Screen is used to run interactive programs in the backgroud while we can logout from the server. We can also re-attach to the existing screen session to check the progress of the running programs.
Sometimes, server admin need to run commands under a different user so they “su” to another user and use screen.
root@server [~]# su - user1 user1@server [~]# screen Cannot open your terminal '/dev/pts/0' - please check.
As you can see, after changing the identity to ‘user1′, you cannot run screen and instead it exits with the error message
Cannot open your terminal '/dev/pts/0' - please check.
This indicates that the ‘user1′ don’t have access to the /dev/pts/0 file.
This is because the terminal is owned by the user (root) who opens the session so even if you su to another user (user1), the terminal will still be owned by the original user (root) hence the error.
Here are the permission and ownership of the terminal:
# ls -la /dev/pts/0 crw--w---- 1 root tty 136, 0 Oct 28 04:34 /dev/pts/0
As you can see the ‘user1′ have no permission to read and write to the file. The file is only readable by root and writable by root and tty group.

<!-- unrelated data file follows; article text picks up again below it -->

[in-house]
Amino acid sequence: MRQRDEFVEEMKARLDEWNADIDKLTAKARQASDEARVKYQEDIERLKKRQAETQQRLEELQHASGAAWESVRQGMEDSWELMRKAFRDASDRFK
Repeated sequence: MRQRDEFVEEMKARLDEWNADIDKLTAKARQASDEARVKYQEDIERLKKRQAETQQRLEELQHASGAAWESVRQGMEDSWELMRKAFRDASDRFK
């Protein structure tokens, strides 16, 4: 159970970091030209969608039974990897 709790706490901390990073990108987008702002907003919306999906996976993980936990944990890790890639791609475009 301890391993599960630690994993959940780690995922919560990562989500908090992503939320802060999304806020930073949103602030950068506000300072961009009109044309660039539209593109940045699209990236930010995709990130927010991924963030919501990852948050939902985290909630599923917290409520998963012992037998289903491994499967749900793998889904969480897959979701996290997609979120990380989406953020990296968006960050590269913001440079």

There are 4 different solutions as stated below out of which 1st and 2nd are not recommended. They are a security risk and only recommended if you want to perform a very small tasks.
With the first 2 solutions, you may end up giving unprivileged access to a privileged login if you don’t revert the changes.
1) Set read/write permissions for ‘all’ on the terminal device in question which is /dev/pts/0 in our case. This way you can su to any user and run a screen session under his session.
# chmod a+rw /dev/pts/0
2) Set read permission to ‘tty’ group and then add the user ( in our case ‘user1′ ) to the ‘tty’ group in /etc/group file.
# chmod g+r /dev/pts/0
Open /etc/group file and search for tty:x:5: , at the end of the line add the username so he will be a part of the ‘tty’ group
Make sure you remove the user from the tty group once you complete your task.
3) This is the safest solution and is recommended. Set a strong password for user1, SSH directly with the user and run the screen session under it.
4) This is an alternate solution for the 3rd method.
a) Start a screen session as root b) change to user1 with su command c) execute your scripts/command d) detach (don't terminate) from the screen using Ctrl a+d